New French Communist leader vows to build leftist front
French Communists on Sunday elected a new leader who promised to reach out to left-wing parties to build a strong front against President Nicolas Sarkozy.
Pierre Laurent, the 52-year-old former news editor at the communist newspaper L'Humanite, replaced Marie-George Buffet who had been the party's secretary general for the past nine years.
Laurent told some 600 delegates that he wanted to create a "permanent contact group" with other parties to promote unity on the left and prepare to challenge Sarkozy in the 2012 elections.
"Let's together clearly say that from now until 2012, Sarkozy will not gain any ground," he said after winning nearly 81 percent of the vote at a party congress in La Defense, west of Paris.
"Let's not give a millimetre to those who want workers to foot the bill for the economic crisis. We must multiply the responses from many fronts in all areas," said Laurent.
France's plethora of left-wing parties coupled with divisions within the main opposition Socialist Party have helped keep the right in power at the Elysee palace for the past 15 years.
While the French Communist Party has steadily lost clout since the end of the Cold War, it still controls several dozen town councils across France and has 13 deputies and 21 senators in parliament.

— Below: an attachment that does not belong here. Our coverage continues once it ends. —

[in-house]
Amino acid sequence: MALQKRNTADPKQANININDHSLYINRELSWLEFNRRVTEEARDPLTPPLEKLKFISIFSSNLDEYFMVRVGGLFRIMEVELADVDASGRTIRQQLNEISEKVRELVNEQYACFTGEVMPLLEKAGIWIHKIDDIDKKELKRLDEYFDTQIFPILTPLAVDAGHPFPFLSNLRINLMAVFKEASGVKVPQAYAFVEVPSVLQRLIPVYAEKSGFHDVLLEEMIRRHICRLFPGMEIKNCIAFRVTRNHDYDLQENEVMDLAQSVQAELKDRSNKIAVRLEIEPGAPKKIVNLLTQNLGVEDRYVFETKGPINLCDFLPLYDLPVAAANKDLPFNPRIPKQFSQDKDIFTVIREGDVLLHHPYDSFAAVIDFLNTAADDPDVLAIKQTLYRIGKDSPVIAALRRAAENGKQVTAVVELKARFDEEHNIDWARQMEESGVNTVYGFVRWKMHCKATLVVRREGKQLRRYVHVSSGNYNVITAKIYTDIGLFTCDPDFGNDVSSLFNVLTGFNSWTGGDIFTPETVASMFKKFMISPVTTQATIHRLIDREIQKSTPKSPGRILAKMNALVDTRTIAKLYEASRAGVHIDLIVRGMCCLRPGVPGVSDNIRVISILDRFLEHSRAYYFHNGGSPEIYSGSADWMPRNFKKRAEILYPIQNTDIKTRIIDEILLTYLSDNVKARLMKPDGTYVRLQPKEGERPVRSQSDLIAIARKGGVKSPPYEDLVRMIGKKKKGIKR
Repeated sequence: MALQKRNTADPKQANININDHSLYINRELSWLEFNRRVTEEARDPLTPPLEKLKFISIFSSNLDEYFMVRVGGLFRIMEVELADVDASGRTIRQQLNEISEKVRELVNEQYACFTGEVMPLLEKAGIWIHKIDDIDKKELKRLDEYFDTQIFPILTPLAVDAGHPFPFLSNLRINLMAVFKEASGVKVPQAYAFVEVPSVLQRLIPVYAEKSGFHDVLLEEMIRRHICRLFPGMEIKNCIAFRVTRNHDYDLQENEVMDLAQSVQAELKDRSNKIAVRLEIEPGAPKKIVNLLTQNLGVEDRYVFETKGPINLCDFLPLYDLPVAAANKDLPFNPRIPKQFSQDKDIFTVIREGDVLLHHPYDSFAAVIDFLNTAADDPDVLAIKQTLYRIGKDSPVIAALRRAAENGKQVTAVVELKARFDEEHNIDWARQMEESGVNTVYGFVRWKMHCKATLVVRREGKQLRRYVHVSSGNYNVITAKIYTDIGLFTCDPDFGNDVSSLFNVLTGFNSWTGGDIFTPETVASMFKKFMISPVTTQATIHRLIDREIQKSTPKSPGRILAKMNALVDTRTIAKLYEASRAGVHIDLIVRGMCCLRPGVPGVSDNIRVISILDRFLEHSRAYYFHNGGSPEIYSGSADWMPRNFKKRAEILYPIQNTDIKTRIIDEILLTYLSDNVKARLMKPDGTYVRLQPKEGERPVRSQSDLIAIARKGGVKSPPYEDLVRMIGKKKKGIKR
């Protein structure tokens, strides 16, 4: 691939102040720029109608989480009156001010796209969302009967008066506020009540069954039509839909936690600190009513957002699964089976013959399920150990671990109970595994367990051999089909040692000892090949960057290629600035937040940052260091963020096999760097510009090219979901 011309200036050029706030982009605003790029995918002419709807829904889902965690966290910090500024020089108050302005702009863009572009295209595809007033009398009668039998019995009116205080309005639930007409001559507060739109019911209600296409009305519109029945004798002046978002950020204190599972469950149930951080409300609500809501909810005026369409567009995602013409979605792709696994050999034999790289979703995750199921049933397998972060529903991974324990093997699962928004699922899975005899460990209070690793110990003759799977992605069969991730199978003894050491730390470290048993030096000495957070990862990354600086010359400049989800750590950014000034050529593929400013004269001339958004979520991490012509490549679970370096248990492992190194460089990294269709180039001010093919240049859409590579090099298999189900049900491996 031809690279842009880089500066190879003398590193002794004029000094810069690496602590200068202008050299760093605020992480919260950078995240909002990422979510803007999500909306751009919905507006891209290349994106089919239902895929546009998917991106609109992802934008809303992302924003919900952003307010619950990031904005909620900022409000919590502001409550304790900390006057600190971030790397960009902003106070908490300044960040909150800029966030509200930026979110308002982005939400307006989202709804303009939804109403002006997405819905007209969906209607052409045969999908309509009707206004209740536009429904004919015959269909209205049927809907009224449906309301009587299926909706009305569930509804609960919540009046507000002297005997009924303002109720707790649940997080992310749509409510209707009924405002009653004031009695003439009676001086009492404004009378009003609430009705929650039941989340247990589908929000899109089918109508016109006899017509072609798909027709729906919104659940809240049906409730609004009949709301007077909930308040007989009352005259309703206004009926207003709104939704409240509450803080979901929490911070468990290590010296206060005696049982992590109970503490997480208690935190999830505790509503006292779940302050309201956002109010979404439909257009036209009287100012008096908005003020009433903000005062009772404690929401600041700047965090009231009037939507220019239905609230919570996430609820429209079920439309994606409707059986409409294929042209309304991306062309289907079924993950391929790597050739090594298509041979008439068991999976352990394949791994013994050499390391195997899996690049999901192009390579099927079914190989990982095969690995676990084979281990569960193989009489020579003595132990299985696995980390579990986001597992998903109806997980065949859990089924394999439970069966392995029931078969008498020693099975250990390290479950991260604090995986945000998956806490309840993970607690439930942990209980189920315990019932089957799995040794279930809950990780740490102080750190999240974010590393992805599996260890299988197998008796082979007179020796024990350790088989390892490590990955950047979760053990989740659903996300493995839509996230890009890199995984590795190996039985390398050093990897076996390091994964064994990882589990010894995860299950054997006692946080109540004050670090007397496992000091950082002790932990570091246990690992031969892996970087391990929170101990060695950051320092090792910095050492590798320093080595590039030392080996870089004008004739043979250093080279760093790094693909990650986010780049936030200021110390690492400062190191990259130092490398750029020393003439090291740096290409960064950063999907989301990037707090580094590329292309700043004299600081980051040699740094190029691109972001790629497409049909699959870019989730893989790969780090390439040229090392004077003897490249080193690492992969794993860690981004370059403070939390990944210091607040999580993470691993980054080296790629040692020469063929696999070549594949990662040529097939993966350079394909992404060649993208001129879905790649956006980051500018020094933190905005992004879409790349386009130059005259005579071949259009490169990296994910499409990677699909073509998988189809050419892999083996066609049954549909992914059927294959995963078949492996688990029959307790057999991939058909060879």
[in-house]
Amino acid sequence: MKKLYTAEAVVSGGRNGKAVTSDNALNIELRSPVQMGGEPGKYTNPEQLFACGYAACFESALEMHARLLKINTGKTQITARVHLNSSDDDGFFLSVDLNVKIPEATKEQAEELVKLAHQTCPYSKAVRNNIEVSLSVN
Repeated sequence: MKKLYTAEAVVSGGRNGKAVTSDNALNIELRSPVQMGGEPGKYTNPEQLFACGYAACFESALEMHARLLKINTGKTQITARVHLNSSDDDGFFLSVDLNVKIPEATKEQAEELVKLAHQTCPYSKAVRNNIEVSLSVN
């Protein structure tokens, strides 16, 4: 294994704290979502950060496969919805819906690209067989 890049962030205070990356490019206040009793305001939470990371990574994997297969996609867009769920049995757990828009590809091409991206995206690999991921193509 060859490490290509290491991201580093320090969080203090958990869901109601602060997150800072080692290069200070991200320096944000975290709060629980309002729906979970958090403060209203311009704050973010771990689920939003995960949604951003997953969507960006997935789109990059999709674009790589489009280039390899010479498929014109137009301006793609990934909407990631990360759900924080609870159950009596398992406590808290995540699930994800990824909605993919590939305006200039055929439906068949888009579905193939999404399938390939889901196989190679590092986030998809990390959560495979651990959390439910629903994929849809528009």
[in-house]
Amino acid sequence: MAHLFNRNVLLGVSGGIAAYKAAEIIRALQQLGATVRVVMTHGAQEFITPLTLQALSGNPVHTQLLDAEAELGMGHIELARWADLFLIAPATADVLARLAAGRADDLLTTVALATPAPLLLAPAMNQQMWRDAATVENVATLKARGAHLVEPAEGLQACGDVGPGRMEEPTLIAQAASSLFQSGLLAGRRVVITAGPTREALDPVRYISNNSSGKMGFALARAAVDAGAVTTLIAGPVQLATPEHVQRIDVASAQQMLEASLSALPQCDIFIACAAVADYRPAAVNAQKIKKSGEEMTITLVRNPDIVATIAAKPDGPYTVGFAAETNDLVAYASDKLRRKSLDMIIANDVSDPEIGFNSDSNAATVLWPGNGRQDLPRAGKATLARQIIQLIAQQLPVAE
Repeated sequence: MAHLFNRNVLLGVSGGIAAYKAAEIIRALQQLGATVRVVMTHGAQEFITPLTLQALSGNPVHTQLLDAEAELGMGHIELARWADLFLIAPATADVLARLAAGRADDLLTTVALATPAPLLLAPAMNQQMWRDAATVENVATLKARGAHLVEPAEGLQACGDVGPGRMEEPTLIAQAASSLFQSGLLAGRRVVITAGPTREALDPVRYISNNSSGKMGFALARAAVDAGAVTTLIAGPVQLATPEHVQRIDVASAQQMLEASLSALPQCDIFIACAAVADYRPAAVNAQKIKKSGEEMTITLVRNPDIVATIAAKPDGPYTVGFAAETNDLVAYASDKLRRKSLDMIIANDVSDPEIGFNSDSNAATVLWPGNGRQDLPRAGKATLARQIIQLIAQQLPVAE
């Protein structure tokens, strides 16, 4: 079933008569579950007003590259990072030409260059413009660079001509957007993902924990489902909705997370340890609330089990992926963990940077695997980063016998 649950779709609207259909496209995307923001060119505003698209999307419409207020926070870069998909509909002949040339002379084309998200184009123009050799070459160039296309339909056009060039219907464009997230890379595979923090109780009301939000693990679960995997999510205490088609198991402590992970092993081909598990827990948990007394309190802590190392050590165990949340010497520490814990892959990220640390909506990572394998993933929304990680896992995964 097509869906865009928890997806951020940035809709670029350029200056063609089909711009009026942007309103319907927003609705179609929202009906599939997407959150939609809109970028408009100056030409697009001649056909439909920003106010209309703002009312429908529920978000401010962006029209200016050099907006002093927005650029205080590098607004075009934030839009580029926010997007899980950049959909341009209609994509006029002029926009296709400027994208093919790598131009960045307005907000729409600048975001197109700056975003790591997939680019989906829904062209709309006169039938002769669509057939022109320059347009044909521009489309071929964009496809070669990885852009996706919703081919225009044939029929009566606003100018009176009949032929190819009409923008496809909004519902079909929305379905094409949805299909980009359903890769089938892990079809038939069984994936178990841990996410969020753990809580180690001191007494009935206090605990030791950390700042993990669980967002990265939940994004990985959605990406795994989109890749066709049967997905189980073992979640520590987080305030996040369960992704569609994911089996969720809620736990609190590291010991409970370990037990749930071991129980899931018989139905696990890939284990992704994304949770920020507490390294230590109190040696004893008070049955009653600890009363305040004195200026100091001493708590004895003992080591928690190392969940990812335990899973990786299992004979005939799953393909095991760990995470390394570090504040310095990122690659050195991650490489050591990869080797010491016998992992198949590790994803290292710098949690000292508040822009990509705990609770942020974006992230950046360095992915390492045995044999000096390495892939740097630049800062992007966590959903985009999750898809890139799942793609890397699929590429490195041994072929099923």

Laurent is picking up the baton after a disastrous reign by Buffet, a former sports minister who picked up less than two percent of the vote in the 2007 election, the worst-ever showing by a Communist presidential candidate.
The son of a prominent party member, Paul Laurent, he led a coalition of left-wing parties on the ballot for the Paris area during regional elections this year and won 6.55 percent of the vote.
That score was considered a good showing, in particular since he managed to outshine Olivier Besancenot, the charismatic leader of the New Anti-Capitalist Party (NPA) who picked up about three percent.
The soft-spoken bespectacled leader has said he wants to move forward, breaking free from the nostalgia of the party's heyday in the 60s and 70s and ensure it still has a say in French politics.
© 2010 AFP